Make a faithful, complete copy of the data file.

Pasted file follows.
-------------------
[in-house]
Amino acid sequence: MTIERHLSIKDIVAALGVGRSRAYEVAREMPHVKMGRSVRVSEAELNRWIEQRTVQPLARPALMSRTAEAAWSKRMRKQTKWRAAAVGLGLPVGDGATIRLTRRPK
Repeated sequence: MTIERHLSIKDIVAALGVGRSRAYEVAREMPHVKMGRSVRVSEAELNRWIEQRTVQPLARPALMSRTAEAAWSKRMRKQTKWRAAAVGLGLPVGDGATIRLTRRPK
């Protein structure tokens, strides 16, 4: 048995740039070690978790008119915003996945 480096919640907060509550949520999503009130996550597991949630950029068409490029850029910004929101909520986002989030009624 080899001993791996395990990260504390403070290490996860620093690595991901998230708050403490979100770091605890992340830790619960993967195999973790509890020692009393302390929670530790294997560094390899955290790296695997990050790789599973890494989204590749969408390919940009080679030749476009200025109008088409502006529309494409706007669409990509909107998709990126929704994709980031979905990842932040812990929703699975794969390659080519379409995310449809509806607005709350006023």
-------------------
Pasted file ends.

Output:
[in-house]
Amino acid sequence: MTIERHLSIKDIVAALGVGRSRAYEVAREMPHVKMGRSVRVSEAELNRWIEQRTVQPLARPALMSRTAEAAWSKRMRKQTKWRAAAVGLGLPVGDGATIRLTRRPK
Repeated sequence: MTIERHLSIKDIVAALGVGRSRAYEVAREMPHVKMGRSVRVSEAELNRWIEQRTVQPLARPALMSRTAEAAWSKRMRKQTKWRAAAVGLGLPVGDGATIRLTRRPK
């Protein structure tokens, strides 16, 4: 048995740039070690978790008119915003996945 480096919640907060509550949520999503009130996550597991949630950029068409490029850029910004929101909520986002989030009624 080899001993791996395990990260504390403070290490996860620093690595991901998230708050403490979100770091605890992340830790619960993967195999973790509890020692009393302390929670530790294997560094390899955290790296695997990050790789599973890494989204590749969408390919940009080679030749476009200025109008088409502006529309494409706007669409990509909107998709990126929704994709980031979905990842932040812990929703699975794969390659080519379409995310449809509806607005709350006023």